can help us understand one another and perhaps 
bring us closer together.

President Gerald Ford officially recognized Black 
History Month in 1976, and he called upon the 
country to "seize the opportunity to honor the 
too-often neglected accomplishments of black 
Americans in every area of endeavor throughout 
our history."

Forty-one years later, the month-long celebration 
continues and it comes on the heels of the opening 
of the National Museum of African American 
History & Culture in our nation's capital last 
September. The national museum cites as one 
its four pillars of purpose that it exists to explore 
"what it means to be an American and share how 
American values like resiliency, optimism, and 
spirituality are reflected in African American 
history and culture."

This month, classrooms across the country will 
share lessons that spotlight well-known African 
American men and women who had the courage 
to stand up for the disenfranchised, the moral 
compass to walk on the right side of history. And 
while we know about Dr. Martin Luther King 
Jr., Harriet Tubman, Frederick Douglass and 
Rosa Parks, there are many, many more people, 
everyday men and women, who fought for the 
freedoms our nation holds dear.

This month is in remembrance of them, of the 
indomitable American spirit. The need for Black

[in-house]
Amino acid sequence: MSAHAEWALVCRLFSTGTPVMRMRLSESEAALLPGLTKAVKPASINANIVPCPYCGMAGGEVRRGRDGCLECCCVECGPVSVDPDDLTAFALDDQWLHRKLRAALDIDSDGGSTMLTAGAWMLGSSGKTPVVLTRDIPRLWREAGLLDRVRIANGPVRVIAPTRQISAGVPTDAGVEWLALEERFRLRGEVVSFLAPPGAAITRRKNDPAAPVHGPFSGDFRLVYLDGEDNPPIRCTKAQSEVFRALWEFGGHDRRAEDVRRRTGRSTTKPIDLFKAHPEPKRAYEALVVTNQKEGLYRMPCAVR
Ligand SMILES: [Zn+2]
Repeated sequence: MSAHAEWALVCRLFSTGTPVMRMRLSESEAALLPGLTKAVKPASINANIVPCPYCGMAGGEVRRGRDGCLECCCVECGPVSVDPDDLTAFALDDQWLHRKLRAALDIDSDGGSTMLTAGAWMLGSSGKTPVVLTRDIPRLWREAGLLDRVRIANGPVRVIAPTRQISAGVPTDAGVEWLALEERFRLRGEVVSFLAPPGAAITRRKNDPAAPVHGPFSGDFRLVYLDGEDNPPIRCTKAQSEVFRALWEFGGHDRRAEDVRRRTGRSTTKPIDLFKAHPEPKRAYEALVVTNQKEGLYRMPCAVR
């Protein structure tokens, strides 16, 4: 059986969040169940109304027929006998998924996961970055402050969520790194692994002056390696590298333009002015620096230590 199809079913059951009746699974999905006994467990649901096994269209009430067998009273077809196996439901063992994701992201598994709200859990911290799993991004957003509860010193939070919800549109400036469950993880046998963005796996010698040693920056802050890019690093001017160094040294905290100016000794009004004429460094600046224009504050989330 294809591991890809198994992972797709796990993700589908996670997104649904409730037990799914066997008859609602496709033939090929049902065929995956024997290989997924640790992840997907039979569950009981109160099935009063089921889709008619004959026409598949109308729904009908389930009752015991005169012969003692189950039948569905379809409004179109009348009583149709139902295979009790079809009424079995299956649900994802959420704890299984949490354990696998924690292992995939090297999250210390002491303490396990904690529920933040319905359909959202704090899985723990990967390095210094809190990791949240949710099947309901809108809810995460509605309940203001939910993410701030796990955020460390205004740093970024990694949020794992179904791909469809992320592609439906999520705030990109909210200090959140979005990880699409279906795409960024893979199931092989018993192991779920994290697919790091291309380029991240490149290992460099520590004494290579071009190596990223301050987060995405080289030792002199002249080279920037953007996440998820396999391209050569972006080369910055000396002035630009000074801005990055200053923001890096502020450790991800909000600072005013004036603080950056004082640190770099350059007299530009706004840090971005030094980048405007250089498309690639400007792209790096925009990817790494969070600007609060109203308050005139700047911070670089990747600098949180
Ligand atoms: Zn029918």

History Month remains and the lessons we can 
learn about our country and ourselves during this 
observance are clear.”

By Joan Schmidt

 There’s a new face in the 48th Assembly 
District Office and her name is Blanca Rubio. 
The 48th Assembly District includes the cities of 
Azusa, Baldwin Park, Bradbury, City of Industry, 
Covina, Duarte, El Monte, Glendora, Irwindale, 
West Covina and the San Gabriel Valley 
unincorporated areas including Bassett, Charter 
Oak, Citrus, Duarte, East Arcadia, Monrovia, 
Valinda and La Puente.

 Ms. Rubio, the first woman to represent this area 
since Hilda Solis, comes with a lot of experience 
and may already be known to many residents. 
What a background she has and she certainly has 
worked very hard to be in this position.

 Blanca Rubio, the eldest of five children is 47 
years old and was born in Juarez, Mexico. When 
she was almost eight years old, her family came to 
the United States in 1977, like many immigrants 
in search of a better life. Her parents were hard-
working; her dad in a factory, and her mom, a 
housekeeper. She grew up in the Pico Union and 
Echo Park area of Los Angeles attending Belmont 
High School. During her senior year, the family 
relocated to Bell, and after she graduated, she took 
classes at East Los Angeles College. She moved to 
Baldwin Park, became a citizen in 1994 and earned 
a bachelor’s degree in business administration 
and a master ’s degree in education from Azusa 
Pacific University.

 The Congresswomen has worn many hats. In 
1997, she was elected to the Valley County Water 
District Board of Directors after encouragement 
from a friend, Carson Mayor Albert Robles. Rubio 
worked in human resources and as a teacher in 
the Baldwin Park Unified School District. In 
2003, she was elected to the Baldwin Park School 
District Board of Education. She served on both 
boards for two years, but was sued by a colleague